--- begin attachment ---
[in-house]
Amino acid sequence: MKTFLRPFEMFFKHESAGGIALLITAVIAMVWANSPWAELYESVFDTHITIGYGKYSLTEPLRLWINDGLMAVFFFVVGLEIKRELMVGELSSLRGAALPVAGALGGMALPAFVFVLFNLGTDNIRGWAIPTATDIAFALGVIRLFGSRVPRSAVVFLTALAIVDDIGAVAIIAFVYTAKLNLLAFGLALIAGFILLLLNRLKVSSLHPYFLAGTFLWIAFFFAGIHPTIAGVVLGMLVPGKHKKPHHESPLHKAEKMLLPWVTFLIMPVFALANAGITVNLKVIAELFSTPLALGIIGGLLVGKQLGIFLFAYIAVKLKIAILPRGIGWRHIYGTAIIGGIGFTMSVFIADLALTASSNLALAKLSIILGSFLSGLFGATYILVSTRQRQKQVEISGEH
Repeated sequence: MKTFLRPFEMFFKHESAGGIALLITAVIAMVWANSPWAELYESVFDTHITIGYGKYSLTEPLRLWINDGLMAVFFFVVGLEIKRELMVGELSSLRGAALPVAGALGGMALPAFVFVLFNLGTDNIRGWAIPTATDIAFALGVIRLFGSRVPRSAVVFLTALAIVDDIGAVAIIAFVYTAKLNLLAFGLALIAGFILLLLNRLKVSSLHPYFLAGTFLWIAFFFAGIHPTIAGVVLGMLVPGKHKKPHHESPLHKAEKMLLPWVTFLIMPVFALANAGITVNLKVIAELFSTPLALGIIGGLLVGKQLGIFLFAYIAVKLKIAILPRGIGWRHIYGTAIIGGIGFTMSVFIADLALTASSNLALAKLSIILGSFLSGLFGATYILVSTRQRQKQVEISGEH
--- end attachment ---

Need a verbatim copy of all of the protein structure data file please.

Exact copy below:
[in-house]
Amino acid sequence: MKTFLRPFEMFFKHESAGGIALLITAVIAMVWANSPWAELYESVFDTHITIGYGKYSLTEPLRLWINDGLMAVFFFVVGLEIKRELMVGELSSLRGAALPVAGALGGMALPAFVFVLFNLGTDNIRGWAIPTATDIAFALGVIRLFGSRVPRSAVVFLTALAIVDDIGAVAIIAFVYTAKLNLLAFGLALIAGFILLLLNRLKVSSLHPYFLAGTFLWIAFFFAGIHPTIAGVVLGMLVPGKHKKPHHESPLHKAEKMLLPWVTFLIMPVFALANAGITVNLKVIAELFSTPLALGIIGGLLVGKQLGIFLFAYIAVKLKIAILPRGIGWRHIYGTAIIGGIGFTMSVFIADLALTASSNLALAKLSIILGSFLSGLFGATYILVSTRQRQKQVEISGEH
Repeated sequence: MKTFLRPFEMFFKHESAGGIALLITAVIAMVWANSPWAELYESVFDTHITIGYGKYSLTEPLRLWINDGLMAVFFFVVGLEIKRELMVGELSSLRGAALPVAGALGGMALPAFVFVLFNLGTDNIRGWAIPTATDIAFALGVIRLFGSRVPRSAVVFLTALAIVDDIGAVAIIAFVYTAKLNLLAFGLALIAGFILLLLNRLKVSSLHPYFLAGTFLWIAFFFAGIHPTIAGVVLGMLVPGKHKKPHHESPLHKAEKMLLPWVTFLIMPVFALANAGITVNLKVIAELFSTPLALGIIGGLLVGKQLGIFLFAYIAVKLKIAILPRGIGWRHIYGTAIIGGIGFTMSVFIADLALTASSNLALAKLSIILGSFLSGLFGATYILVSTRQRQKQVEISGEH